Gravity is a film of galactic achievement in every sense. Glowing reviews for the film followed premieres at the Venice, Toronto and London film festivals and to date it has taken $500 million at the box office worldwide. A shower of awards is expected for the two leading actors and its Mexican director, Alfonso Cuaron, but the main talking point for audiences across the globe is the stunning visual effects (VFX) that have created a backdrop so immersive critics are praising it for breaking new cinematic ground.
Behind the scenes Gravity was an almost entirely British production; the film was shot at Pinewood and Shepperton Studios, with VFX by Oscar winning company Framestore, and post-production at Warner Bros’ De Lane Lea studio in London. British composer Steven Price produced the soundtrack and Chris Parks of London-based Vision3 was stereo supervisor.
In a recent article in London’s Evening Standard Warner Bros UK boss Josh Berger paid tribute to the British talent that helped create it the film; ‘Gravity is an amazing drama, and Alfonso Cuarón has made an extraordinary film. The techniques in Gravity are groundbreaking and were created by world-renowned craftspeople many of whom are based here in the UK.’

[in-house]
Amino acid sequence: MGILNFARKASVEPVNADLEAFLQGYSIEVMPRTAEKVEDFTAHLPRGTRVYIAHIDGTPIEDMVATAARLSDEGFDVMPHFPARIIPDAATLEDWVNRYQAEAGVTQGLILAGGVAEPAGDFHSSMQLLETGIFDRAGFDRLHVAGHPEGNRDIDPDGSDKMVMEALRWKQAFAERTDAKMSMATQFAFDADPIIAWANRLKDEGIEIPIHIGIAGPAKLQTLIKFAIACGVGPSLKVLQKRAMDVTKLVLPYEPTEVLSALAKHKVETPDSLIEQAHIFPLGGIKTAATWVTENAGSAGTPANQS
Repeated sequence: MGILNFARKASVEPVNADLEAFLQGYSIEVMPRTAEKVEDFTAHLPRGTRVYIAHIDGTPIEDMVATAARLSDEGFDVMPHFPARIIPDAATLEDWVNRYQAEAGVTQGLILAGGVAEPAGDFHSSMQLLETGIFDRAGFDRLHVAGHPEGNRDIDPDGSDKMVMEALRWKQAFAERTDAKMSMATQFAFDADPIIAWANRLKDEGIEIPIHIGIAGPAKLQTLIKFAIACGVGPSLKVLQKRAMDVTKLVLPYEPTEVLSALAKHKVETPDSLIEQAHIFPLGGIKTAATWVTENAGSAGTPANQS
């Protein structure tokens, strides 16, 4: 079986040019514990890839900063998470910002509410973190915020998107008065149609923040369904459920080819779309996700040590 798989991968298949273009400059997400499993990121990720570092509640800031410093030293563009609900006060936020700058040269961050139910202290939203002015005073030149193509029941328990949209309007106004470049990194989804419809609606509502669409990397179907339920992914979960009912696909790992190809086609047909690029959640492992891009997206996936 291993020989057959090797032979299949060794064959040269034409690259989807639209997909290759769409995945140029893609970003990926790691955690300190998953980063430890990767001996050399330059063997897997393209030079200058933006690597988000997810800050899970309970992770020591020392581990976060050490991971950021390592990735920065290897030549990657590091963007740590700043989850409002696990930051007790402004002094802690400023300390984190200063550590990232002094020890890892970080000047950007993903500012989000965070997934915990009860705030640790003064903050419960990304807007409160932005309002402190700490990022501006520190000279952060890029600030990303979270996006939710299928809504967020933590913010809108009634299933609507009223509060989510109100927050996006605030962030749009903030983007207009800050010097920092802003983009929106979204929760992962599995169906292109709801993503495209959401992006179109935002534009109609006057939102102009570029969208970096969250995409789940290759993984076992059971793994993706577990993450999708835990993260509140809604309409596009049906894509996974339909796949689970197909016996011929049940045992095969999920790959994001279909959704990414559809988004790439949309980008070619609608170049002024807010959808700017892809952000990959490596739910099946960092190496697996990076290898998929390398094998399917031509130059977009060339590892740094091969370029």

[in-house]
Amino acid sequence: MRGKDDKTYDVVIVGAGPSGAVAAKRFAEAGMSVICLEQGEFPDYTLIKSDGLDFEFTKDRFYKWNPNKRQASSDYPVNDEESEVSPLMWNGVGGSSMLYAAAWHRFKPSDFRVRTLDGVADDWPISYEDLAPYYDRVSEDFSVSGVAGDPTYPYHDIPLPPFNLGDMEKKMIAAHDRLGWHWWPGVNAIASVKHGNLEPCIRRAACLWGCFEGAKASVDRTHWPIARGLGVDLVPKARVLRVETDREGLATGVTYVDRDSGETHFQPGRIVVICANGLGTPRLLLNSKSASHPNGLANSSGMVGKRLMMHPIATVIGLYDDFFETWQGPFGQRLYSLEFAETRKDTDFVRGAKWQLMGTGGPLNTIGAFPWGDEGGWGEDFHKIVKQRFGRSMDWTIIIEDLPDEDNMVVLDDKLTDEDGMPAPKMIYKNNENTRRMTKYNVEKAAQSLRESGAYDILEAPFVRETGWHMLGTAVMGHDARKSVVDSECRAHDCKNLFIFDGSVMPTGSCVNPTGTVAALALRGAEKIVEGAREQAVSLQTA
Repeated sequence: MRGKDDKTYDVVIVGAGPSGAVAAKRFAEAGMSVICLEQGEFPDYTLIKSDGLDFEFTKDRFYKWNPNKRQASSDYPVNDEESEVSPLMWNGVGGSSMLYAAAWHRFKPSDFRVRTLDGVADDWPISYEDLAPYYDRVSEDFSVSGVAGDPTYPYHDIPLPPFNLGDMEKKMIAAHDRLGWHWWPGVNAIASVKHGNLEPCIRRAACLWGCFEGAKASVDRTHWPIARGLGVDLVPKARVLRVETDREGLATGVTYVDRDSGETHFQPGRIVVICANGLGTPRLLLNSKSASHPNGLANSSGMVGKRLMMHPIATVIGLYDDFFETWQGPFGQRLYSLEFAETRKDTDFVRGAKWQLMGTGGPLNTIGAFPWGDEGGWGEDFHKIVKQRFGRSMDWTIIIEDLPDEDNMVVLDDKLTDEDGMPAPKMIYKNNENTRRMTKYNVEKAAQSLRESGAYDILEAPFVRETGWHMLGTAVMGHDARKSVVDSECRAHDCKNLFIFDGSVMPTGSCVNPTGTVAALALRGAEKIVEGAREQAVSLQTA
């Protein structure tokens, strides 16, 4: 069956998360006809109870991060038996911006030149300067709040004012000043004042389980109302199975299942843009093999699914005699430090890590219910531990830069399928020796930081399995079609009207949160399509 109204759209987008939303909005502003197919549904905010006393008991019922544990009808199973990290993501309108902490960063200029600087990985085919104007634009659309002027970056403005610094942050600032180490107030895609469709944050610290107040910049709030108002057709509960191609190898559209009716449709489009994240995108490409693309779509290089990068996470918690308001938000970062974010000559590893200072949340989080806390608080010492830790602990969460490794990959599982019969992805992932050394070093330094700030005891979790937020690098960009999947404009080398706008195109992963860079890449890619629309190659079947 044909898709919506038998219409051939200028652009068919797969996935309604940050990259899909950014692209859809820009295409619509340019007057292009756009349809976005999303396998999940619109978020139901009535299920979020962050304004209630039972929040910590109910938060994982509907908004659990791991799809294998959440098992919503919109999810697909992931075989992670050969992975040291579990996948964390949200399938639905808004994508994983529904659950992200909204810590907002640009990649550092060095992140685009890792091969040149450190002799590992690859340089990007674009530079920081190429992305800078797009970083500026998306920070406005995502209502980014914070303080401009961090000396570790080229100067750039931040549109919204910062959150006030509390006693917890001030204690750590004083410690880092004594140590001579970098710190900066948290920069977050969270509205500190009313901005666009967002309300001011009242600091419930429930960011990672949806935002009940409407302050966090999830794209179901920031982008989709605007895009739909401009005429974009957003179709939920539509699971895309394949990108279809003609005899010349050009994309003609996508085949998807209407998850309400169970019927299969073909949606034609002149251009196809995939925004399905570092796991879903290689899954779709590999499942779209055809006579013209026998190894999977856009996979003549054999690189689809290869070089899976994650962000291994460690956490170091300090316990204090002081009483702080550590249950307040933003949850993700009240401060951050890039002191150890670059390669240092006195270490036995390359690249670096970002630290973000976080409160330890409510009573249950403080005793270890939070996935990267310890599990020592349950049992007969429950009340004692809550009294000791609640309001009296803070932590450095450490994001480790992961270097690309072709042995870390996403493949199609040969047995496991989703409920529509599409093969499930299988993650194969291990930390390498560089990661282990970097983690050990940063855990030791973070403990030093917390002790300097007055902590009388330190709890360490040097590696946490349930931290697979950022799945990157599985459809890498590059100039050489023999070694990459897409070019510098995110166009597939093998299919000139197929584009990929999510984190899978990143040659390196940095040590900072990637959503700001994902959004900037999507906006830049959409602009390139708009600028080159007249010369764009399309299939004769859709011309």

‘In recent years Britain’s visual effects industry has taken giant leaps and strides — the work of the top houses compares with anyone in the world,’ said the film’s British producer, David Heyman, in The Sunday Times. The article notes Framestore and other similar companies such as Cinesite and Double Negative have turned London's Soho into a global VFX hub.
ScreenDaily spoke to Gravity’s stereo supervisor, Chris Parks of Vision3, about the 3D demands of the production; ‘The guys at Framestore built me a virtual 3D rig that could do things that are impossible in real life. It gave me two cameras that could overlap completely or go out to 10 billion miles, when we were trying to create separation in the stars.’ The hard work paid off with a whopping 89% of audiences opting to watch the film in 3D.